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THE BEST AMERICAN SHORT STORIES 1999

by | Read by Chitra Divakaruni, Pam Houston, Junot Díaz et al.

Short Stories • 5 hrs. • Unabridged • © 1999

[Editor Note: The following is a combined review with THE BEST AMERICAN SHORT STORIES OF THE CENTURY.]--Each year a guest editor carefully selects the best stories from the nation's literary magazines to be published together in The Best American Short Stories. One does not envy John Updike the agonizing task of choosing the best of the best--the most enduring stories from the 84 annual volumes published through 1999. Happily, he ably fielded the challenge, selecting the work of authors running the gamut from F. Scott Fitzgerald and Sherwood Anderson to Tim O'Brien and Lorrie Moore. Late authors are read by other writers; living authors read their own works. Cynthia Ozick's 2,000-word masterpiece of the Holocaust, "The Shawl," combines stark brutality with story elements that border on magical realism. Ozick's flat, unrelenting reading, in a tone that echoes the very experience of physical and spiritual starvation, sears this story into one's soul. Rosellen Brown, who often writes of love and dysfunction in family life, reads "How to Win," a mother's perspective on her clinically hyperactive child. (Anyone thinking of becoming a new parent should either avoid this story--or listen to it right away.) Brown reads with the intensity of one trying to bridge the unfathomable distance among us all--even mother and child. It's always an ego boost when several of one's own favorite stories over the year make it into the next Best American anthology. The Best American Short Stories 1999, a not-to-be-missed collection, features Rick Bass narrating his luminous winter tale, "The Hermit's Story." His reading adds a hypnotic dimension to this story-within-a-story. In contrast, Junot Díaz's raw reading of "The Sun, the Moon, and the Stars" captures all the macho vulnerability of the young New Jersey Latino whose girlfriend is breaking up with him. Chitra Divakaruni's lilting narration of "Mrs. Dutta Writes a Letter" spins an unhappy tale of clashing cultures with a surprising ending that lifts the heart. Writing and literature teachers eager to use these stories in the classroom will need to screen them--as some of the language, while accurately reflecting character and setting, is not appropriate below the college level. E.K.D. © AudioFile 2001, Portland, Maine [Published: JUN/JUL 01]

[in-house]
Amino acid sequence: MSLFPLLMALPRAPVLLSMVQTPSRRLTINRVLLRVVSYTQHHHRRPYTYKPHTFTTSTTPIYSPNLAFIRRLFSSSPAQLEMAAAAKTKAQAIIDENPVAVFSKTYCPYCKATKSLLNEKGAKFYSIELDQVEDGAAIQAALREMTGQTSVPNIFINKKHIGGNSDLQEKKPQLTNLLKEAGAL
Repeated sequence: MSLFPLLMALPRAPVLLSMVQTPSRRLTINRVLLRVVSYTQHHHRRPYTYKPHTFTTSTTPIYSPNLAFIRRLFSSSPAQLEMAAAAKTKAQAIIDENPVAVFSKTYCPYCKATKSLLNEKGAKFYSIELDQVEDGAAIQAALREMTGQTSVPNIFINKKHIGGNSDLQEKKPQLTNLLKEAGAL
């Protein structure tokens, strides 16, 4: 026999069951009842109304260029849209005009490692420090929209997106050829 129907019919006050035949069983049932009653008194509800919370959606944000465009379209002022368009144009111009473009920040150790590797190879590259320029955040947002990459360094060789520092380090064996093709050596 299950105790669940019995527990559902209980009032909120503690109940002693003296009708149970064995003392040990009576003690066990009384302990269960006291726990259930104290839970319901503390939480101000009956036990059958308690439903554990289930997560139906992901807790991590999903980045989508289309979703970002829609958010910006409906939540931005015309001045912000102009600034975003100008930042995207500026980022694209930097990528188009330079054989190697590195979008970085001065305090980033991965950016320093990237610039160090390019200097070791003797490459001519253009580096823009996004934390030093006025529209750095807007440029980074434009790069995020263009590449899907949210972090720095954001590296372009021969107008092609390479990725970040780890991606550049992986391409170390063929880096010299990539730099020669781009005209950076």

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Formats

Retail pak • Houghton Mifflin Company • 1999

CS ISBN 0618013539 $25.00 • Four cassettes

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